Huge Portsmouth machine shop which kept the navy afloat – Nostalgia

Inside the MED building at Portsmouth dockyard which employed more than 1,000 men. Photograph: Edwin Amey Collection
Inside the MED building at Portsmouth dockyard which employed more than 1,000 men. Photograph: Edwin Amey Collection
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On Tuesday, October 9, I published a photograph overlooking the dockyard which included Unicorn Gate and I asked what the large building to its left might have been.

Ted Saunders, of Portchester, wrote saying that the building was the MED Factory, or Manager Engineering Department.

The south-west corner of Portsmouth dockyard.

The south-west corner of Portsmouth dockyard.

And he goes on to explain what went on in there.

He says: ‘There they repaired ships’ engines and manufactured parts for all ships except gunnery stuff –  that was done in the Gun Shop opposite the power station.’

Ted adds: 'The railway locomotives [for the dockyard’s own internal network] were repaired in the Engine Shed near East Gate and parts were probably made in the MED Factory if needed.

‘The MED factory is the very long building you see when driving down the M275 into Portsmouth.

‘It’s 800ft long, and had lathes in there 100ft long so that propeller shafts could be machined. There were lathes with chucks 10ft in diameter to machine propellers.

 'Our Apprentices Training Centre was at the eastern end on the south side, so we had to walk past all this machinery to come and go.’

Ted continues: ‘In the original picture you can just see the camouflage on the roof. When I was working in there they renewed all the glass on the roof to get rid of the camouflage and let the light in. The picture was probably taken from the 250-ton crane.

 'You always had characters in the ’yard. One was an old shipwright who had no teeth. He always wore three coats and a bowler hat. When he came into the canteen he would spend time looking for his false teeth to eat his dinner with, going through all the pockets in all his coats.

 'When he found them he would put them on the table while he got his dinner, needless to say none of us apprentices wanted to sit next to him.

‘Another chap held his top set of teeth in with his tongue even when he was talking. No one could understand a word he said and he got really wild if you laughed when he was talking.'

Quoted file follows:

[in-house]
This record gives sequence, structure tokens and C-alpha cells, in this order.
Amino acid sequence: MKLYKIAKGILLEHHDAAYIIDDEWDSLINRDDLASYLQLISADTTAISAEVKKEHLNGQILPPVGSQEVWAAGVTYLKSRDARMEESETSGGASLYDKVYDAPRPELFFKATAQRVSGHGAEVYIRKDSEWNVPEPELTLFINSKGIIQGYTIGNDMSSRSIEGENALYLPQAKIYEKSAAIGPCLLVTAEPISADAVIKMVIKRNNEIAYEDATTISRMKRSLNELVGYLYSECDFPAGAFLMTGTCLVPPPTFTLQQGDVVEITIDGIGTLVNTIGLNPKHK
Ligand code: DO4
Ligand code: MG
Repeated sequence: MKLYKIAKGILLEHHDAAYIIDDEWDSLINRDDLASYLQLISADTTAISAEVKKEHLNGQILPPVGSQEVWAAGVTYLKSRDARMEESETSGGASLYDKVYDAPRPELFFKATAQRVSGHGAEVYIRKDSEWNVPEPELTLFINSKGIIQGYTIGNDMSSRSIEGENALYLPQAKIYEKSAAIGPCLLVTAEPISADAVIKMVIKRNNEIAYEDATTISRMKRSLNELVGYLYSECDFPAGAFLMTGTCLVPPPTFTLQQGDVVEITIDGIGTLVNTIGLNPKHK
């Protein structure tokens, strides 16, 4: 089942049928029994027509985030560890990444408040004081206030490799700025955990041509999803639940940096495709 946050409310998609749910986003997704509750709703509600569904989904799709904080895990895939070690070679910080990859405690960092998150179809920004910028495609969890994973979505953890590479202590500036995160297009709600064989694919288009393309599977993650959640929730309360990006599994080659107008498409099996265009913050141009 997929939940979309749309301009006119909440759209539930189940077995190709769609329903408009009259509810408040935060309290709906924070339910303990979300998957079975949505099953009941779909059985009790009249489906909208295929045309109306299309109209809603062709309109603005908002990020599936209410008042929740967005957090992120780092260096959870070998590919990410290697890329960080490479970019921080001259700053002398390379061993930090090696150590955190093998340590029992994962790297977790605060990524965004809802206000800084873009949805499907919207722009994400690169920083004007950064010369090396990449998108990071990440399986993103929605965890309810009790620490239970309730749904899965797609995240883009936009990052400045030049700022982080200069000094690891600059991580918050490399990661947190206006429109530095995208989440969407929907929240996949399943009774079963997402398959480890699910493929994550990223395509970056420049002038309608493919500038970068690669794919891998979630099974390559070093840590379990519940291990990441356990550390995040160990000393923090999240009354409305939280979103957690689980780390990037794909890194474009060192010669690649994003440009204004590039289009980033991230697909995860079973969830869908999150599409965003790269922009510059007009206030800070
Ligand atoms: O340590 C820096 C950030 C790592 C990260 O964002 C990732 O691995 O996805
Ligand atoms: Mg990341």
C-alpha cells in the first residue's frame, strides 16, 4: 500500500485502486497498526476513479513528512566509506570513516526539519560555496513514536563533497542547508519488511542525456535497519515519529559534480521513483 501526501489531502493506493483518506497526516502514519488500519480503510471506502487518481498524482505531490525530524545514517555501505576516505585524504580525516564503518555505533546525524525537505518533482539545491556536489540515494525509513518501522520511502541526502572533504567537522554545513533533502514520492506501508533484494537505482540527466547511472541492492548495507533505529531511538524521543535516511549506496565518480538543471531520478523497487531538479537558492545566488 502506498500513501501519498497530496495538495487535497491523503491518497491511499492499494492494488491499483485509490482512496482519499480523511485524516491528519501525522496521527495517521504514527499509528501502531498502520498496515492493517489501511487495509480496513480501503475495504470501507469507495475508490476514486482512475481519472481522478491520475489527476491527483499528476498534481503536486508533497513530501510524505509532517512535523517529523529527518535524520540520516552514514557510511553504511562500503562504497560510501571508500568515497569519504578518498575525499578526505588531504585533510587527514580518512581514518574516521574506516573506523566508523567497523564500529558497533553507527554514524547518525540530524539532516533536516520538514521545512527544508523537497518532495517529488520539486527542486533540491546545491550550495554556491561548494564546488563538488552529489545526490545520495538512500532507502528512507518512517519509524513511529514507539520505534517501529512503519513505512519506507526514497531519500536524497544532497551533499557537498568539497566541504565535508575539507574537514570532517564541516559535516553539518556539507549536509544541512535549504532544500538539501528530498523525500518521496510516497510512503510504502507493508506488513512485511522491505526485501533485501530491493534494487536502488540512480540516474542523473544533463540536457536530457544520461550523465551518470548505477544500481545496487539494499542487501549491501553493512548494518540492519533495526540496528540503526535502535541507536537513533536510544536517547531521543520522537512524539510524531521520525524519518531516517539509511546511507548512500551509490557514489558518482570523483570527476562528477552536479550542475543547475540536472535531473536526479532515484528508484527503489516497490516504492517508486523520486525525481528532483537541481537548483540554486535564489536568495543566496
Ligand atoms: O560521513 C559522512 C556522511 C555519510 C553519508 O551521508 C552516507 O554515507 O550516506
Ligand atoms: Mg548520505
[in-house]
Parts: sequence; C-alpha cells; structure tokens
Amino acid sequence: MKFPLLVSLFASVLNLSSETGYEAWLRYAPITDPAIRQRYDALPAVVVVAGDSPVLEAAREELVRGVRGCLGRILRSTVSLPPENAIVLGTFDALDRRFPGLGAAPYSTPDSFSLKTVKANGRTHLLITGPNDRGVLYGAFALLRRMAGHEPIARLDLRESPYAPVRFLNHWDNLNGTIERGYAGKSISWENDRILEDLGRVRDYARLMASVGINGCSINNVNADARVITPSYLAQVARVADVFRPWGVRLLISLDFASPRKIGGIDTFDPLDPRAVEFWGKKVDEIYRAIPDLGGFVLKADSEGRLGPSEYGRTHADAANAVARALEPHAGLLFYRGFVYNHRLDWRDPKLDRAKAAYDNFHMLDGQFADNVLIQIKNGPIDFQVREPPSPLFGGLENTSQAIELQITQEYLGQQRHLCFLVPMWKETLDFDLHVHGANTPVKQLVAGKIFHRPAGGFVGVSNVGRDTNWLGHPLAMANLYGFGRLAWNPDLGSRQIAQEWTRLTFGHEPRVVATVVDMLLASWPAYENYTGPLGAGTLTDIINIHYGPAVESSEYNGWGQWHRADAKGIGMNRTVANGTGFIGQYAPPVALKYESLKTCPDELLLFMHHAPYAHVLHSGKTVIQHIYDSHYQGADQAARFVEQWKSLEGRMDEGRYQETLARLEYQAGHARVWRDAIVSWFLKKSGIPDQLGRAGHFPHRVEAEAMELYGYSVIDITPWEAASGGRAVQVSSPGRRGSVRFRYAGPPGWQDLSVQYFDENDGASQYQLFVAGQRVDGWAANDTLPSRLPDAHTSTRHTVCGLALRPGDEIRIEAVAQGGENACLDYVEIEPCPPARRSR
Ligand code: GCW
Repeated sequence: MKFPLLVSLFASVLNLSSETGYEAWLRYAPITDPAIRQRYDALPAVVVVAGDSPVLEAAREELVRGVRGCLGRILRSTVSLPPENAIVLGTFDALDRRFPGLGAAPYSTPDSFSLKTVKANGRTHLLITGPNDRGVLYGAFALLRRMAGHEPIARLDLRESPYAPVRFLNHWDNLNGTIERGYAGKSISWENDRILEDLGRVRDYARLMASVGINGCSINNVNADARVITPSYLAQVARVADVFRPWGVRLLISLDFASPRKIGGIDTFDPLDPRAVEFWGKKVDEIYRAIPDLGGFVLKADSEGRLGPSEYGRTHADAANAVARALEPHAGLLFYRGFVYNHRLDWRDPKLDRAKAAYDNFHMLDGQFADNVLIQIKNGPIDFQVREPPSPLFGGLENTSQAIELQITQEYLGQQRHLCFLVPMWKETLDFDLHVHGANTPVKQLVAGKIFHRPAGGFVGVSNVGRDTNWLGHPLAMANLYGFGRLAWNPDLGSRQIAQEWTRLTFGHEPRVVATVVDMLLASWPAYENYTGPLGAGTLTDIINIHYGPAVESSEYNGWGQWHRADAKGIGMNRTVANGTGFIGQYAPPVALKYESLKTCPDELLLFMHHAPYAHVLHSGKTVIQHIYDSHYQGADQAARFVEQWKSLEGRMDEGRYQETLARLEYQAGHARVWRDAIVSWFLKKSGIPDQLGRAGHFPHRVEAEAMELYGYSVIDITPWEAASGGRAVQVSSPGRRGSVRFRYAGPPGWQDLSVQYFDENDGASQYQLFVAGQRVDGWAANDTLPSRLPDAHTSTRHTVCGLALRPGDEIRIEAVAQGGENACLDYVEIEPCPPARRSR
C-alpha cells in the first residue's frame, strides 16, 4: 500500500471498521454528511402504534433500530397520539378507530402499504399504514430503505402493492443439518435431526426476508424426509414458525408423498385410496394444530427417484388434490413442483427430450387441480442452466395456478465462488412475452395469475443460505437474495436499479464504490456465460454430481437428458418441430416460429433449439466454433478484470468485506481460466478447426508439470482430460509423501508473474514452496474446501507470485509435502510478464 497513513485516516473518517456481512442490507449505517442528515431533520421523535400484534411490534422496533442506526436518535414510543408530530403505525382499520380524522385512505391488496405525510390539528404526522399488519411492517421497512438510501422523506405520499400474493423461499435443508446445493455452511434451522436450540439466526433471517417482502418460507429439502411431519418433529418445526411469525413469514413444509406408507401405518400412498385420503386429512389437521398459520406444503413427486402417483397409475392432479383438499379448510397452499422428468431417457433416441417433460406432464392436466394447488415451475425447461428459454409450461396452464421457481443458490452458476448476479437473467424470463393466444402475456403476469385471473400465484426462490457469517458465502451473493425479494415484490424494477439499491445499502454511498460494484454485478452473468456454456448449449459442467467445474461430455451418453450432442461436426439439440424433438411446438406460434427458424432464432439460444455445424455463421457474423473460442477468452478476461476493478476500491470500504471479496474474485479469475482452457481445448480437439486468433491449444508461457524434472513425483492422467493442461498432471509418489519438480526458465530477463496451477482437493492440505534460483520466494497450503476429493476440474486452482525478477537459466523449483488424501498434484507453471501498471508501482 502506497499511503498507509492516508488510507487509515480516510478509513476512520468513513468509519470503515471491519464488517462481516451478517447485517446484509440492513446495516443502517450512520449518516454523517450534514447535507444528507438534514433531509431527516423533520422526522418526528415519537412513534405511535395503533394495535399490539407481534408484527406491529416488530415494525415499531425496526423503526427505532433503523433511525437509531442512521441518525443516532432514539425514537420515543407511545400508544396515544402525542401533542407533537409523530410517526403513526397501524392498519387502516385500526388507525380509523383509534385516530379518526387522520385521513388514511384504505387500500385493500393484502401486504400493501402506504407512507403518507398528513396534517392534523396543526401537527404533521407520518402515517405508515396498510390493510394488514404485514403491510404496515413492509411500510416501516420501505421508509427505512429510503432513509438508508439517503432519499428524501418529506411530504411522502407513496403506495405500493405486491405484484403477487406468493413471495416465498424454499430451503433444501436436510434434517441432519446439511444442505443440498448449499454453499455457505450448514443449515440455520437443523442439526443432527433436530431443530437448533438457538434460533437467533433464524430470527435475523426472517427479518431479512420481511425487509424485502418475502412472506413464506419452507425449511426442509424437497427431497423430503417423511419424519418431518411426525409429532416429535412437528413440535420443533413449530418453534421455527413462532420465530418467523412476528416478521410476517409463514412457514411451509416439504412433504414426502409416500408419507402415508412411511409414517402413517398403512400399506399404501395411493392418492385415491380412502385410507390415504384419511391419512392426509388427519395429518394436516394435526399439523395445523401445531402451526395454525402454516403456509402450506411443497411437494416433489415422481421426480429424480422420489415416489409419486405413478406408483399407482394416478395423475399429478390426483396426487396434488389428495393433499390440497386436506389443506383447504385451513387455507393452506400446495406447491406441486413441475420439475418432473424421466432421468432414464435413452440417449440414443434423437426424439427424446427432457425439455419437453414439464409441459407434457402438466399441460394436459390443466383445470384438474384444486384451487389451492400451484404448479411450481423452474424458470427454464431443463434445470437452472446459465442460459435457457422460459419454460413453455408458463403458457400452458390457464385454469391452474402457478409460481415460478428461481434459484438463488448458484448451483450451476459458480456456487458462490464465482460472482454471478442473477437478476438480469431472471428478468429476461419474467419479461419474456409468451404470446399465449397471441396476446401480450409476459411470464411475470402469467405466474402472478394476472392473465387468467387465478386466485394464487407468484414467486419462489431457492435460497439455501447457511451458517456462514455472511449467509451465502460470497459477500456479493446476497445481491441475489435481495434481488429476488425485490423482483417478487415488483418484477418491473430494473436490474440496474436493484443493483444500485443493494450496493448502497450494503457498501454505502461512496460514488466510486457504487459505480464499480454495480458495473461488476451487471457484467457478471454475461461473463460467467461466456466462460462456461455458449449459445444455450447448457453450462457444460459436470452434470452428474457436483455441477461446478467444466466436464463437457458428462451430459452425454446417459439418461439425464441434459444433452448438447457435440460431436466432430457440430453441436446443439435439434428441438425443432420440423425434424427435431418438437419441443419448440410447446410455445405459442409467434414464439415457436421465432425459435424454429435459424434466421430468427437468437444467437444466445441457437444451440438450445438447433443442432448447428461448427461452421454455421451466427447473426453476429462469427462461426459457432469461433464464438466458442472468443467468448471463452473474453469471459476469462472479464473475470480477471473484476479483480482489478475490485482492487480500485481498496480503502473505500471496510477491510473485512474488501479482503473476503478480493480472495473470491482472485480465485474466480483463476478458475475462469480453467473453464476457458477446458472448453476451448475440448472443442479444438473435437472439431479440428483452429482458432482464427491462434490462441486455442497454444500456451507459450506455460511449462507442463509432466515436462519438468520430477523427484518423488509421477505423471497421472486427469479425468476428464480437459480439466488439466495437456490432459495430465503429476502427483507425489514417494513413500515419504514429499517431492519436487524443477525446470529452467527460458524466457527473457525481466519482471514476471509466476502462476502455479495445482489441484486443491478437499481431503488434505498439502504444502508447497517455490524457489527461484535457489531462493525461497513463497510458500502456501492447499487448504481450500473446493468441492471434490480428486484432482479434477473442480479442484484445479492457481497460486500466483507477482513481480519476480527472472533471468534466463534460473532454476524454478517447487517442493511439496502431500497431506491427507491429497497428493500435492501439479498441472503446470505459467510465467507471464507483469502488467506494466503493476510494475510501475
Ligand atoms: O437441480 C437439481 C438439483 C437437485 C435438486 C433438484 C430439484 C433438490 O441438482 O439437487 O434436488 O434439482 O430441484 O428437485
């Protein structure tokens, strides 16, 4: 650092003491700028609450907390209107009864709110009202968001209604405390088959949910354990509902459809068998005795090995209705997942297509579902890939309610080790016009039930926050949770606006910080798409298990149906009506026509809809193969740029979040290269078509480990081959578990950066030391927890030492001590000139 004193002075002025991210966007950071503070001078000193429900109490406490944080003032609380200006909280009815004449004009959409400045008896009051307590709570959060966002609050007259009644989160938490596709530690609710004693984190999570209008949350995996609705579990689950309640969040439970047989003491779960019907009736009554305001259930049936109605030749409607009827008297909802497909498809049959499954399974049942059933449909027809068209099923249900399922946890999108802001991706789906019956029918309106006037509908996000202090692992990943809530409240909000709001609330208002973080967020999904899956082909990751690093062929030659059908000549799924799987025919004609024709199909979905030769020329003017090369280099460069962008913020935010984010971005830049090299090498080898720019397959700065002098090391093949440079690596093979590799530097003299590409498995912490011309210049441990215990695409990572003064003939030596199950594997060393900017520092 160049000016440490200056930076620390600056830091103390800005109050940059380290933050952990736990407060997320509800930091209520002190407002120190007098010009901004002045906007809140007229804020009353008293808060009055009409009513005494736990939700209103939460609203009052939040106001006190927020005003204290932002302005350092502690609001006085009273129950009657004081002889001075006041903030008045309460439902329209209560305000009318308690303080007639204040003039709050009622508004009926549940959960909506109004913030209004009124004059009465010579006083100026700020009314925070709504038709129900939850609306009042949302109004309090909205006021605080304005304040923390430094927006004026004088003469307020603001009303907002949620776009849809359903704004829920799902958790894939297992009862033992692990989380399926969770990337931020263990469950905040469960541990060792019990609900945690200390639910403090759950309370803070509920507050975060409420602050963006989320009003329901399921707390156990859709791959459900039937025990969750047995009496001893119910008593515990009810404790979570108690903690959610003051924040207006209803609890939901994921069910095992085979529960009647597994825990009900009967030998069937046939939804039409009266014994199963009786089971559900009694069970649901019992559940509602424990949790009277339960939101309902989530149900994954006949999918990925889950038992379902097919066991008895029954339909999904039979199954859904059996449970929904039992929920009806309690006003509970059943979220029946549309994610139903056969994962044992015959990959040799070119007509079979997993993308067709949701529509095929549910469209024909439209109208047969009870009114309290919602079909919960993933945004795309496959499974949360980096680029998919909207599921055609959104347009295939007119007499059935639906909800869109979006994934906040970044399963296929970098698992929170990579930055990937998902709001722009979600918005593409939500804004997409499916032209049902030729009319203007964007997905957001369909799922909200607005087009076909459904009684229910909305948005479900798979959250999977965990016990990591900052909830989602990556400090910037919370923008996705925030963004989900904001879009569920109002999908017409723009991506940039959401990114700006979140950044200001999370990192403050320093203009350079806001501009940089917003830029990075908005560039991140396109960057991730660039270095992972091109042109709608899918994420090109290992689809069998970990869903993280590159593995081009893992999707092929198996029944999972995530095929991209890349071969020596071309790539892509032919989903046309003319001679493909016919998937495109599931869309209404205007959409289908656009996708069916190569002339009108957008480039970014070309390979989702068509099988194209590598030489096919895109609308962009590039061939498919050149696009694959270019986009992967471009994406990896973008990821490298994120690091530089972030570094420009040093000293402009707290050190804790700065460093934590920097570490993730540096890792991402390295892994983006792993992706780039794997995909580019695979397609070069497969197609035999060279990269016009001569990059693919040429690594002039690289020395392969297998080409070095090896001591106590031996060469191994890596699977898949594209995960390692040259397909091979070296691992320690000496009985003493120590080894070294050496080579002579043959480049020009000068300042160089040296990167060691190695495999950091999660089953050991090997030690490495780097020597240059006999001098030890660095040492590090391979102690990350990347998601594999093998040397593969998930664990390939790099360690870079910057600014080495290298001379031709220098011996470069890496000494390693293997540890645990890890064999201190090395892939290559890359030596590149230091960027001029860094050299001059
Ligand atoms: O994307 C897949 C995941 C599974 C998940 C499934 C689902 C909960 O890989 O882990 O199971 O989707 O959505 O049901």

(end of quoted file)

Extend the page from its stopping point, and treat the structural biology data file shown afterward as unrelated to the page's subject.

Regular contributor Edwin Amey also confirms that the large building on the left was the MED Factory.

He says: ‘Here was repaired virtually all mechanical machinery (except weapons) taken from ships under refit.

‘In 1949 when I started, there was in excess of 1,400 men in that one building.

‘The two large bays were fitted with 40-ton overhead lift-travelling cranes and there were other, smaller versions. 

 'The shed in the centre alongside the water was the old FAE (fitters afloat east) workshop, store and first floor canteen. The large building to the right rear was the boilershop for repair of ships’ boilers. 

 'Railway engines, cranes and all other associated dockyard machinery and plant was repaired by YSM (yard services manager) in their own workshops.’

• Yesterday being Trafalgar Day, I thought I would tell you about an incident encountered by Horatio Nelson in which, but for his agility, we might not have had him to lead the way at the Battle of Trafalgar.

In April 1784 Nelson wrote to a Captain Locker: ‘Yesterday, April 23, I was riding a blackguard horse that ran away with me at the Common.

‘It carried me round all the works into Portsmouth by the London Gates through the town and out of the gate that leads to the Common.

‘Here there was a wagon in the road which is so very narrow that a horse could barely pass.

‘To save my legs, and perhaps my life, I was obliged to throw myself from the horse which I did with great agility but unluckily I fell on to hard stones which hurt my back and me leg but done no other mischief.

‘It was a thousand to one that I was not killed.’

• I published a photograph of Lumps Fort a week or so ago which prompted a reply from Jackie Baynes who contacted me about her book: The Story of Lumps Fort and Canoe Lake Park.

It covers Southsea Rose Garden, the Japanese Garden together with the Model Village – all of which sit within the walls of Lumps Fort. 

Jackie says: ‘For anyone reading your pages, the winter period is the best time to seek out the remains of the fort because when the leaves come down the remaining features will be better revealed.’

Her book is available in St Thomas’s Cathedral Shop, The City Museum Shop, Southsea Library Shop or mail order from Jackie on (023) 9283 1461.

It costs £4.95 and it would make a welcome Christmas gift to anyone who used to spend time in that area of Southsea or indeed newcomers to Southsea keen to find out more about the history of the seafront area.